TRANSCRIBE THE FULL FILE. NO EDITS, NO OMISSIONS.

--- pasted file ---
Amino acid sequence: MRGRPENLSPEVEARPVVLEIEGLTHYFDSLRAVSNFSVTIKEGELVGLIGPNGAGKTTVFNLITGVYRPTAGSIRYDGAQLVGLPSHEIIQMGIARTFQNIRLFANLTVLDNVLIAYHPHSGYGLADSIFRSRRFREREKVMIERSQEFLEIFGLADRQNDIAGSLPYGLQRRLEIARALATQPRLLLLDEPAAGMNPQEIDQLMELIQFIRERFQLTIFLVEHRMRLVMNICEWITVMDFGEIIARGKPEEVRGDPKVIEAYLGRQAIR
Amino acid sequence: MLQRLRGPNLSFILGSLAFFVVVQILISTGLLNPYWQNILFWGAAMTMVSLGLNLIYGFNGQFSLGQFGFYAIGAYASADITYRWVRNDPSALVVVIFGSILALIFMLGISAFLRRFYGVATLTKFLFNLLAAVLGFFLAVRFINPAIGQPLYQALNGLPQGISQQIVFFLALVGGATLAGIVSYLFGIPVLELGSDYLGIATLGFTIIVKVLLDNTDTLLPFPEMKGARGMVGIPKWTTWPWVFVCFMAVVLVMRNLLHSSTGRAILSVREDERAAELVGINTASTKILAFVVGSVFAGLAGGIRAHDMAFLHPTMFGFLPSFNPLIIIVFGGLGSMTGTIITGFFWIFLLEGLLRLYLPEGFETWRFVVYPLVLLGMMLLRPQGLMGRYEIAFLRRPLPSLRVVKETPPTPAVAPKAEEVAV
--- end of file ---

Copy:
Amino acid sequence: MRGRPENLSPEVEARPVVLEIEGLTHYFDSLRAVSNFSVTIKEGELVGLIGPNGAGKTTVFNLITGVYRPTAGSIRYDGAQLVGLPSHEIIQMGIARTFQNIRLFANLTVLDNVLIAYHPHSGYGLADSIFRSRRFREREKVMIERSQEFLEIFGLADRQNDIAGSLPYGLQRRLEIARALATQPRLLLLDEPAAGMNPQEIDQLMELIQFIRERFQLTIFLVEHRMRLVMNICEWITVMDFGEIIARGKPEEVRGDPKVIEAYLGRQAIR
Amino acid sequence: MLQRLRGPNLSFILGSLAFFVVVQILISTGLLNPYWQNILFWGAAMTMVSLGLNLIYGFNGQFSLGQFGFYAIGAYASADITYRWVRNDPSALVVVIFGSILALIFMLGISAFLRRFYGVATLTKFLFNLLAAVLGFFLAVRFINPAIGQPLYQALNGLPQGISQQIVFFLALVGGATLAGIVSYLFGIPVLELGSDYLGIATLGFTIIVKVLLDNTDTLLPFPEMKGARGMVGIPKWTTWPWVFVCFMAVVLVMRNLLHSSTGRAILSVREDERAAELVGINTASTKILAFVVGSVFAGLAGGIRAHDMAFLHPTMFGFLPSFNPLIIIVFGGLGSMTGTIITGFFWIFLLEGLLRLYLPEGFETWRFVVYPLVLLGMMLLRPQGLMGRYEIAFLRRPLPSLRVVKETPPTPAVAPKAEEVAV